1. HEIRLOOM TOMATOES: Clear winner for us. Longer season this year with the last crop of smaller sizes just purchased yesterday at the Sunday Kits Farmer’s Market. Still love those deep red delicious Black Krim ones. Wrote here more than 7 years ago now in September 2014 about these and other varieties. Are tomatoes really a fruit? Yes apparently so because they contain seeds and grow from the flower of the tomato plant. Almost sweet and juicy enough to qualify as well. However your scribe continues to use them as a vegetable for a starter course salad. Perfect on their own but even better with a complement of ripe avocado, best burrata, green Castelvetrano olives and high quality fresh Extra Virgin Olive Oil. So good.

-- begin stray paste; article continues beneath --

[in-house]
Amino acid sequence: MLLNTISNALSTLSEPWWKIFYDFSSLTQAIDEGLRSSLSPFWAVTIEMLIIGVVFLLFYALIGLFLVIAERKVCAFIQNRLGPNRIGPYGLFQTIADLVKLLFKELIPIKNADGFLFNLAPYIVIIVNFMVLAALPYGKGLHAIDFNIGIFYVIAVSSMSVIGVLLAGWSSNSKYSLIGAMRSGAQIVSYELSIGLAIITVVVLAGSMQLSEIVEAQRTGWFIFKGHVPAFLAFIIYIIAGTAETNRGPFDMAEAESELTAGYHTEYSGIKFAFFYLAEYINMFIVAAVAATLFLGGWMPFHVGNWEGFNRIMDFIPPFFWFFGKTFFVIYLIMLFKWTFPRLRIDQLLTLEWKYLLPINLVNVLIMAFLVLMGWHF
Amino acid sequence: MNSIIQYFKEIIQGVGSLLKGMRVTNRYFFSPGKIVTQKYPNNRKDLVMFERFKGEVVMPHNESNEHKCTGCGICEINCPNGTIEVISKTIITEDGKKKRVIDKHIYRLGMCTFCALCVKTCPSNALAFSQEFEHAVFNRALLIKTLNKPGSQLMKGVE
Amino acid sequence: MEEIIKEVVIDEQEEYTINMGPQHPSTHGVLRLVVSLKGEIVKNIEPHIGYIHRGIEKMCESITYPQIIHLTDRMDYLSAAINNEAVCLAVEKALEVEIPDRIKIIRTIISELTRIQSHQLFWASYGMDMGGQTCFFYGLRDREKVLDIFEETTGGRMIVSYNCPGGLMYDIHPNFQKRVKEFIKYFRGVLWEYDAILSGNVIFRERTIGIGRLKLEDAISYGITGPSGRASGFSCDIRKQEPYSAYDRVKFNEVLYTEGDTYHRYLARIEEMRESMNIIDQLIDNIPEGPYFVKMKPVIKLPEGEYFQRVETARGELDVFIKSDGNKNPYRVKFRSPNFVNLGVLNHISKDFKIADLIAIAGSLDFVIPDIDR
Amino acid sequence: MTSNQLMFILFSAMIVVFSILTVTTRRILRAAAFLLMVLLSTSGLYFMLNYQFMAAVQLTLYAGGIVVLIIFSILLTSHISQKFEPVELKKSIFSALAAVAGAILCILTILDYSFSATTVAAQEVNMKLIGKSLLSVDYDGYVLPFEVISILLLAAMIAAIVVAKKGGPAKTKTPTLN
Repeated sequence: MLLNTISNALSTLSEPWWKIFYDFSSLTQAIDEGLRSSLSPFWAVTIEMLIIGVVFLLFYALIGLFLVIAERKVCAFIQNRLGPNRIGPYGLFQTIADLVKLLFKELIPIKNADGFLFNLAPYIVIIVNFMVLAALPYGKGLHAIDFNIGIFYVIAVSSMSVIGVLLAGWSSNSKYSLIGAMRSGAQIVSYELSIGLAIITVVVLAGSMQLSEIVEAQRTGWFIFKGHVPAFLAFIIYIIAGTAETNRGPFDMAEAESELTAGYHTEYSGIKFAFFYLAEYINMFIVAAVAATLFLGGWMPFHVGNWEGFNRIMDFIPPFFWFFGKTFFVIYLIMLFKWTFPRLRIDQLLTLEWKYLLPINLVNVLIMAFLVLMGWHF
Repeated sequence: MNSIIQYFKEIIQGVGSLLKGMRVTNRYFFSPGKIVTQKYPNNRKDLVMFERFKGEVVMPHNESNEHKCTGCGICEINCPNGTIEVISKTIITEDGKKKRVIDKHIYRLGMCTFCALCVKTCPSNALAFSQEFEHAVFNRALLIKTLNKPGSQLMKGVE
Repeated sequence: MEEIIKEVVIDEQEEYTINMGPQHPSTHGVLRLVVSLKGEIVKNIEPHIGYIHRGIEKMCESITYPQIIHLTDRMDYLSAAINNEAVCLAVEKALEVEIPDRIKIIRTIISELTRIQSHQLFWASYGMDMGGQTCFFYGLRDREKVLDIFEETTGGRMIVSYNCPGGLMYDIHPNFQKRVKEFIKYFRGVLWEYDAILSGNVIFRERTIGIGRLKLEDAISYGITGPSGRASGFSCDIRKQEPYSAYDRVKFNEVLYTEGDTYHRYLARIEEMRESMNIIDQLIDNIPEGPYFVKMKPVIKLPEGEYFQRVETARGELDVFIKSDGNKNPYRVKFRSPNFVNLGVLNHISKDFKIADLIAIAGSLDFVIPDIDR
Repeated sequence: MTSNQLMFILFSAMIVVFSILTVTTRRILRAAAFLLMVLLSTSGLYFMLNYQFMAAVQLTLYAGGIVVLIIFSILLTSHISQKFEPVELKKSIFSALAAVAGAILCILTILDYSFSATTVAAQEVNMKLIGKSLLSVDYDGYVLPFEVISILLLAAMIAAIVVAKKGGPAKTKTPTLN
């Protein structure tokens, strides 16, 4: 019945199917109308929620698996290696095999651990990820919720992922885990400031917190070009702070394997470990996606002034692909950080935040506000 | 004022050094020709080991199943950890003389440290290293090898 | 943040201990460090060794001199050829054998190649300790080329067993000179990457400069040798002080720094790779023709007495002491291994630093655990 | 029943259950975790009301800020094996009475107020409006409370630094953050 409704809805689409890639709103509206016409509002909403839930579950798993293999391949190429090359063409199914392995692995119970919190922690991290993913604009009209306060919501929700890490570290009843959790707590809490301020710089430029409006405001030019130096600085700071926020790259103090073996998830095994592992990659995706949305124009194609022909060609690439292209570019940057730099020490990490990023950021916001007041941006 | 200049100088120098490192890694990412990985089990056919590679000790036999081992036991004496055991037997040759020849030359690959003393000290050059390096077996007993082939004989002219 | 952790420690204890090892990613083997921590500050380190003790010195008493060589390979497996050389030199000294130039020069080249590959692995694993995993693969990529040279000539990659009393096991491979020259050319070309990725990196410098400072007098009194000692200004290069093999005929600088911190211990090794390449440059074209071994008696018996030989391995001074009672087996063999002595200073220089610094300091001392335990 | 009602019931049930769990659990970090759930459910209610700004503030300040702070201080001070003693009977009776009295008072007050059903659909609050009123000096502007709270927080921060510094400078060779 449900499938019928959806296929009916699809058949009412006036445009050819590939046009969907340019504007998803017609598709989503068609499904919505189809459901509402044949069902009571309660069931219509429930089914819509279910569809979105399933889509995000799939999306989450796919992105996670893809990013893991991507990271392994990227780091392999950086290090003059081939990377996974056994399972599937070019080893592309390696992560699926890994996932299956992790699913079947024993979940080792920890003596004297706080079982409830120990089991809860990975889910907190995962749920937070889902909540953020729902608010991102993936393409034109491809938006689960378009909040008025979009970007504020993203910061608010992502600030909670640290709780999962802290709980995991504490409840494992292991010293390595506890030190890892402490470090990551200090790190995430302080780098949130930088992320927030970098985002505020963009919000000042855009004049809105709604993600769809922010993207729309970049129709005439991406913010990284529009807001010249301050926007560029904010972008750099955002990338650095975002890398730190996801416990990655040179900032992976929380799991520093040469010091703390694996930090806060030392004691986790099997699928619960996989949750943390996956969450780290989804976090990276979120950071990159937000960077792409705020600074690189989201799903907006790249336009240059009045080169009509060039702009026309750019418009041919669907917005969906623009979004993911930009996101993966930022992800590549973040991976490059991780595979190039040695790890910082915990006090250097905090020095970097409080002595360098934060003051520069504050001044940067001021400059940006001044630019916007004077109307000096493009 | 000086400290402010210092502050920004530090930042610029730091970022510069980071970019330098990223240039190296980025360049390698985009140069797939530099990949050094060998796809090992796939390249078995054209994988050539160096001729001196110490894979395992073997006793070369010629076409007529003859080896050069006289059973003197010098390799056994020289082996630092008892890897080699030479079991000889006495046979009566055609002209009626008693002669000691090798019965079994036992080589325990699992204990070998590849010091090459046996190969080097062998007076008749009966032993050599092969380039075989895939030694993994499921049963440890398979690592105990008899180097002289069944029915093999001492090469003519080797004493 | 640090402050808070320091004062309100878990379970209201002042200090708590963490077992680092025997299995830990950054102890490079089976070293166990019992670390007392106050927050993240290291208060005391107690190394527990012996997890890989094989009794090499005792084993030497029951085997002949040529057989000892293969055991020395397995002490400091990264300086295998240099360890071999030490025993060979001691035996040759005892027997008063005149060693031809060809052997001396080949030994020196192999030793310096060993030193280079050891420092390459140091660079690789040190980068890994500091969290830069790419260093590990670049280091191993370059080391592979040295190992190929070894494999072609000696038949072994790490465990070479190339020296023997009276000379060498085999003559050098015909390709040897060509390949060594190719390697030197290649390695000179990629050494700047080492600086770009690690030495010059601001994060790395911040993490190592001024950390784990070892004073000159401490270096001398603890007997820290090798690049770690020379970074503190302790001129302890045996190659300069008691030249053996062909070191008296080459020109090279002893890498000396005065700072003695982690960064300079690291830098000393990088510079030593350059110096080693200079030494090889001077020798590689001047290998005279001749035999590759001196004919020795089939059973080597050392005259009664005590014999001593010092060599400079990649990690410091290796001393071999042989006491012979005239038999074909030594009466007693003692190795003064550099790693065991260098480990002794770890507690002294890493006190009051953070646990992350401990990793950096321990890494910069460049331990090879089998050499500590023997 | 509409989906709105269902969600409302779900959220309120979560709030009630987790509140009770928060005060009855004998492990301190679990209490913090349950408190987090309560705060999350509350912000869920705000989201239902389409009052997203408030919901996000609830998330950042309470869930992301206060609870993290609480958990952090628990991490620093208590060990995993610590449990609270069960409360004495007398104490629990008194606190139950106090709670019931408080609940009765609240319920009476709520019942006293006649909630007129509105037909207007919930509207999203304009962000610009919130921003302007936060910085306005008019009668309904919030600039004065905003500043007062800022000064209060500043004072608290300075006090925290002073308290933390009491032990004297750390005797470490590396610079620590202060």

Excited to turn the page to later Fall produce and already buying and enjoying so many different seasonal goodies. The highlights are of course studying the different fresh apples (reported to be 7500 varieties around the world) from sweeter Fuji to quite tart sour Granny Smith. Always so many to taste from best early on Ambrosia to
better lasting Honeycrisp. Another joy is the many types of Winter Squash (there are Summer Squashes too) with our fav still being bell shaped Butternut (pale outside and orange inside not to be confused
with dark green outer skin Buttercup). Explore.

What were some of the seasonal Summer foods near your home that brought you some culinary joy in 2021?